UAVs a useful tool in wildlife conservation

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Unmanned aerial vehicles (UAVs), or drones, are a useful tool in wildlife conservation, performing duties ranging from anti-poaching to crocodile and bird counting.

Dr Debbie Jewitt from KZN Ezemvelo Wildlife gave an overview of her organisation’s use of UAVs during the Drones Conference 2018 at Emperor’s Palace last week.

She said that UAVs are proving to be extremely beneficial, especially in places that people can’t reach; in places that are dangerous and where efficiency is needed.

UAVs provide very good resolution images compared to other tools like satellites – for instance the Airbus Spot 6 satellite has a resolution of 1.5 metres whereas the Albris UAV has a resolution of 1 cm, giving far superior detail. They are also substantially cheaper than manned aircraft and can carry a variety of sensors, from thermal to optical.

Jewitt emphasised the fact that UAVs are used for far more than just anti-poaching missions – for instance they are used for land mapping and surveying including tasks such as evaluating erosion, assessing the effects of herbicide spraying, evaluating fire damage, mapping alien plants, and identifying different plant types and tree mortality.

UAVs have been very successfully used for wildlife counting – for instance counting the nests of Cape vultures. Before, researchers would try and count the nests from the ground, but by flying alongside cliffs with a UAV, far more nests can be seen. As a result, the vulture population estimates became far more accurate – for example, traditional methods in one case estimated under 40 nests while a UAV survey revealed over 90. Similarly, traditional counting methods in one study estimated the Cape Vulture population to be 120 but a UAV survey in 2017 revealed it to be 200.

Game counting is another application for UAVs, but Jewitt said it is best for small herds as it is not the most efficient for large herds. It is also very useful for bird counts, as birds nesting on top of trees can be identified, giving accurate statistics. Likewise, crocodile counts and nest detection have become more accurate using UAVs, with a 26% increase in the number of crocodiles counted by UAVs.

UAVs can also be used to determine the age of animals – for example, by applying software to measure the height of elephant shoulder bones, their age can be determined.

It is not just on land that UAVs can be used for monitoring wildlife – the National Aeronautics and Space Administration (NASA) developed an ocean monitoring technique called fluid lensing. Researchers realised that as a swell passes over the shore, it magnifies the area underneath it, and by applying fluid lensing techniques to littoral areas, it is possible to generate remarkably clear pictures of what is under the surface of the water – for instance coral, sea cucumbers, fish and sharks can easily be identified.

Another application KZN Ezemvelo Wildlife has used UAVs for is search and rescue, and has done successful trials in the Drakensberg using Mavic, Phantom and Matrice UAVs.

UAVs are much safer for users compared to manned aircraft, as manned aircraft when used for environmental purposes are generally flown low, resulting in a relatively high number of accidents. Jewitt said that 66% of deaths of people involved in the wildlife industry are due to air crashes, and UAVs could greatly decrease this statistic.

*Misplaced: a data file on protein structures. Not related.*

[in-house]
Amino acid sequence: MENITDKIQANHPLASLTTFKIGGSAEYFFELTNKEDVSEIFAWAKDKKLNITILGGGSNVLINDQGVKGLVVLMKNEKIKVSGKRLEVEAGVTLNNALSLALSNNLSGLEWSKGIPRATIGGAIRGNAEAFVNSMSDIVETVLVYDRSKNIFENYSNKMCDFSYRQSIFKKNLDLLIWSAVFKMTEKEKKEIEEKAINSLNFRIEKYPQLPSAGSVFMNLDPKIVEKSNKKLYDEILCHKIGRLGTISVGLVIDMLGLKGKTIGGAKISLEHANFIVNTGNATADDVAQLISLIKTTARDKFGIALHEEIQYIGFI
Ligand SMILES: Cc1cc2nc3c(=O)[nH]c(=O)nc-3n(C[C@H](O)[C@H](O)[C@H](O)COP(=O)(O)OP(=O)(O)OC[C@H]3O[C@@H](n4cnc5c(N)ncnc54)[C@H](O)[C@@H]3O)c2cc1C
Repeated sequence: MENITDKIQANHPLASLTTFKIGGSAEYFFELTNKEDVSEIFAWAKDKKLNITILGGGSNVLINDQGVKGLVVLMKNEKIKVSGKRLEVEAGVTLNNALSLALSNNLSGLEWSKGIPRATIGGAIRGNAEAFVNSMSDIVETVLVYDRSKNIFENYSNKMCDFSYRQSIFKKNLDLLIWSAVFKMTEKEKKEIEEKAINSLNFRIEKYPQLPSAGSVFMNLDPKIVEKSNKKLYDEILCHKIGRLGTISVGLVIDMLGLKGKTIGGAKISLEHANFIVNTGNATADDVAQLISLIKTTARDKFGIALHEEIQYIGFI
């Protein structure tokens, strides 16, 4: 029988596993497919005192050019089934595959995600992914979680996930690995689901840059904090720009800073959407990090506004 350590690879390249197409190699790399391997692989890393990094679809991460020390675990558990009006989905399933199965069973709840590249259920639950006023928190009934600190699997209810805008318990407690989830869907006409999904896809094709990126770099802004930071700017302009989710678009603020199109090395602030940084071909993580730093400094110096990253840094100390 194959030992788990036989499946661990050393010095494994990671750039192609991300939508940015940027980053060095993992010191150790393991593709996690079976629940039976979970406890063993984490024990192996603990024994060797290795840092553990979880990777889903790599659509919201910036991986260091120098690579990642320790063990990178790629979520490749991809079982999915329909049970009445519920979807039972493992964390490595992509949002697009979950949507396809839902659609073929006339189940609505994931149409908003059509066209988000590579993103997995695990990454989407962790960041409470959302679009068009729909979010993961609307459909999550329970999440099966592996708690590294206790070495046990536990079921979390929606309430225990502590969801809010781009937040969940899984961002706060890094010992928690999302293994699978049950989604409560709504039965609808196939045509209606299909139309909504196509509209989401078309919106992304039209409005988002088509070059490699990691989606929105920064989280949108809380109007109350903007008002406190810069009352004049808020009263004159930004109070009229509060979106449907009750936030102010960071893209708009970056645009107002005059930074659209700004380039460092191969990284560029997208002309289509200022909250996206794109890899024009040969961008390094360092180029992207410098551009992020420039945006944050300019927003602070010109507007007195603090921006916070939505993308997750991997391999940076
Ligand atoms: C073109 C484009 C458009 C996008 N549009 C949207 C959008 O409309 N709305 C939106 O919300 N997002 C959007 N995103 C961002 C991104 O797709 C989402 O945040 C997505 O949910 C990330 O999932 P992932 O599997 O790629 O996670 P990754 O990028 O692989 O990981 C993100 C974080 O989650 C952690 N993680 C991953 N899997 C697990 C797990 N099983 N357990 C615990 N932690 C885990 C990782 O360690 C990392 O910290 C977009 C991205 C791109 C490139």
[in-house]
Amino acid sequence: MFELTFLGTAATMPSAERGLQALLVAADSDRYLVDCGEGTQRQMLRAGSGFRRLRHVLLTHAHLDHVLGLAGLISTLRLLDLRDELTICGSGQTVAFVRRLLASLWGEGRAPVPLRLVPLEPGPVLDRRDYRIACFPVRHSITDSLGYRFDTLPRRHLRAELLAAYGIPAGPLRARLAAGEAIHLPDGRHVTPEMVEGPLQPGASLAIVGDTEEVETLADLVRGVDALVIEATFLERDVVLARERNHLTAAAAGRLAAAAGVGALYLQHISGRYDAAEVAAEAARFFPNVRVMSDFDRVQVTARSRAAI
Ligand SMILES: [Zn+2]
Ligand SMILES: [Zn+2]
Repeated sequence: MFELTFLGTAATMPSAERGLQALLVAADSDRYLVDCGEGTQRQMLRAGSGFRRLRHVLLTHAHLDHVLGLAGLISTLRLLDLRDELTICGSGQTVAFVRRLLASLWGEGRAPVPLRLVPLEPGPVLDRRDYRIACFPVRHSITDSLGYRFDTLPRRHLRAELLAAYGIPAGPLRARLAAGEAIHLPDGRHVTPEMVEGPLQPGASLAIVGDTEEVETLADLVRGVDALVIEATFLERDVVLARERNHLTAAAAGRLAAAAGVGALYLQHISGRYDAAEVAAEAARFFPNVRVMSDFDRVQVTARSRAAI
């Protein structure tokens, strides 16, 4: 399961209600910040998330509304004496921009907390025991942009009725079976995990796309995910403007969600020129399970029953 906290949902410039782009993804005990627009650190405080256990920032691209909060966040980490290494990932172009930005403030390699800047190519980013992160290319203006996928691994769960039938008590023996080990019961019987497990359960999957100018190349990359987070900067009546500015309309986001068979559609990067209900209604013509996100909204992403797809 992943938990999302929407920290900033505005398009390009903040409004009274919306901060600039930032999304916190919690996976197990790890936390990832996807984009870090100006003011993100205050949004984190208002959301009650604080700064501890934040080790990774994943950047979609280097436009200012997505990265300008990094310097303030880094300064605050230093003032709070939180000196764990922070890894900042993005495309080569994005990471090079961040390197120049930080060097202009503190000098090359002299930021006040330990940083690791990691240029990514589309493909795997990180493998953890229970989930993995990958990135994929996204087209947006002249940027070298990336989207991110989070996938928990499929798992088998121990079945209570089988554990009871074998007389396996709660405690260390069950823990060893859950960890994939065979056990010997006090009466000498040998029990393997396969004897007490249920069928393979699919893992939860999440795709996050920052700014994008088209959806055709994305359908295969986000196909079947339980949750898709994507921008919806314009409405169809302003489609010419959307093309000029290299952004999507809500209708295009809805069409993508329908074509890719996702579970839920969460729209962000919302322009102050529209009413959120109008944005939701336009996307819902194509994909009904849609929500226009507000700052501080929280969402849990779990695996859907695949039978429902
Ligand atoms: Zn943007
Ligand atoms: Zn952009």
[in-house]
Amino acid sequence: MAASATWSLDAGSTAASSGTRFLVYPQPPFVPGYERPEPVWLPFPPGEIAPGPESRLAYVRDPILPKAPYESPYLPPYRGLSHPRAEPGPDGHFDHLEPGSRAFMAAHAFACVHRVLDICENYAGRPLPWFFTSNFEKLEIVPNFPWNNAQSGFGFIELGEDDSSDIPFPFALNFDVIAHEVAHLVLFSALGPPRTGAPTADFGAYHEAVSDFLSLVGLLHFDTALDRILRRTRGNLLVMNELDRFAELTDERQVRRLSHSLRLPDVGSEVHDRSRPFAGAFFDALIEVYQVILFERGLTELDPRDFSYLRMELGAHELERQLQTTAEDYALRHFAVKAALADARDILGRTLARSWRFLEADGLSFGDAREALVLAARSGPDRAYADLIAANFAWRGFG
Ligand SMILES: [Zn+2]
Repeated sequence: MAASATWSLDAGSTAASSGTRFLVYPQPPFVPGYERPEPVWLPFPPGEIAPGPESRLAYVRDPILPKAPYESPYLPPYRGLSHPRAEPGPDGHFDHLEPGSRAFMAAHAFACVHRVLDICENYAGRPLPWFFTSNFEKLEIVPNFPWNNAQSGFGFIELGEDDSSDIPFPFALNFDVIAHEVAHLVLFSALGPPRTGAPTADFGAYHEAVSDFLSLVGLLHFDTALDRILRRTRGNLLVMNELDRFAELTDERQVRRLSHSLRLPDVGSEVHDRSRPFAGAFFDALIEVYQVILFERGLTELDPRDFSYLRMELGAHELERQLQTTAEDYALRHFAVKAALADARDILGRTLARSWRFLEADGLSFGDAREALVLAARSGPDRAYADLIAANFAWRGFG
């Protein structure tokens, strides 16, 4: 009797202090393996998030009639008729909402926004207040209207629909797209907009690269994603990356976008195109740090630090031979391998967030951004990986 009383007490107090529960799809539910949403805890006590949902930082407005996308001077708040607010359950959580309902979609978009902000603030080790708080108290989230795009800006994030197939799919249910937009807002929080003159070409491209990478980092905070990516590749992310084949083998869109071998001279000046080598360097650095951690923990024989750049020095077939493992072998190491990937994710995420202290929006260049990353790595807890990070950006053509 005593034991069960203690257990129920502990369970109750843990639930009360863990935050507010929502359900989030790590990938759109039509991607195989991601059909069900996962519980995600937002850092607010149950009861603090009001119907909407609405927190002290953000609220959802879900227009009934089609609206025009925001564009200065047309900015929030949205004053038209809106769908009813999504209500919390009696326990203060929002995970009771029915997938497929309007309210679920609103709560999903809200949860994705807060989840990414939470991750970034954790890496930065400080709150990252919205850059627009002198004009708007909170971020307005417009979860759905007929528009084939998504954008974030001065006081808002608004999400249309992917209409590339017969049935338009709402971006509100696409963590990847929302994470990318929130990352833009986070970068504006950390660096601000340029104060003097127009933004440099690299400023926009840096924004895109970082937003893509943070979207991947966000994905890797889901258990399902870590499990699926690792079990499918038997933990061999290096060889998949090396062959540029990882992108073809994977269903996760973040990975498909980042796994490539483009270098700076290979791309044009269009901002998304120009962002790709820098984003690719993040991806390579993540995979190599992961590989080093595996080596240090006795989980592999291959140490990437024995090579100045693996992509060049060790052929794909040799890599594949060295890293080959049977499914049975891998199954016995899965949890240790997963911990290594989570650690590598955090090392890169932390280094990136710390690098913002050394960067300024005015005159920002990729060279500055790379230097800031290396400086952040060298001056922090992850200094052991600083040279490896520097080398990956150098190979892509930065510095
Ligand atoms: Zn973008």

One potential problem with using UAVs is disturbing wildlife, as flying too close to animals can startle them. Birds of prey do not like UAVs and regularly attack and damage or even destroy smaller aircraft. Elephants do not like UAVs as they sound like bees, but this has actually been turned into an advantage to chase elephants away – they can be a major nuisance when destroying crops, for instance.

Other drawbacks Jewitt highlighted include difficulty in recovering UAVs, technical problems, wind intolerance, short battery life, and inability to cope with extreme temperatures – for instance most UAV batteries do not work well in sub-zero or extremely high temperatures. Legislation is another major hurdle, as the South African Civil Aviation Authority (SACAA) requires commercial operators to have an air operator certificate, which treats UAVs like airliners and is a major hindrance. In addition, the National Environmental Management Act prohibits UAVs, and other aircraft, from flying below 2 500 feet without permission.

UAVs are not widely used in South Africa’s national parks for anti-poaching activities. Jewitt said trials have not been particularly successful mainly because of the poor response time but she does not rule out using the technology as it develops and improves in the future.

In 2015/16, UAV anti-poaching trials were conducted in the Kruger National Park, Hluhluwe Imfolozi Park in February and at Manyeleti game reserve. Small fixed wing aircraft were used with commercial off the shelf sensors, but results were not as good as hoped due to long deployment times, susceptibility to the weather, poor sensors and limited stealth.

After the tests the Council for Scientific and Industrial Research (CSIR) concluded that unmanned aerial vehicles can be successfully used in counter-poaching operations given the right sensor fit, but to date the technology has not been adopted by South African National Parks (SANParks). However, industry players have noted that sensor and airframe technology has improved tremendously since then and SANParks officials have said they are willing to reconsider using UAVs for anti-poaching as capabilities improve.



Although conservation officials are not widely using UAVs for anti-poaching, poachers are increasingly adopting the technology. Jewitt said it was an alarming trend that poachers are using UAVs to assist them find and kill animals.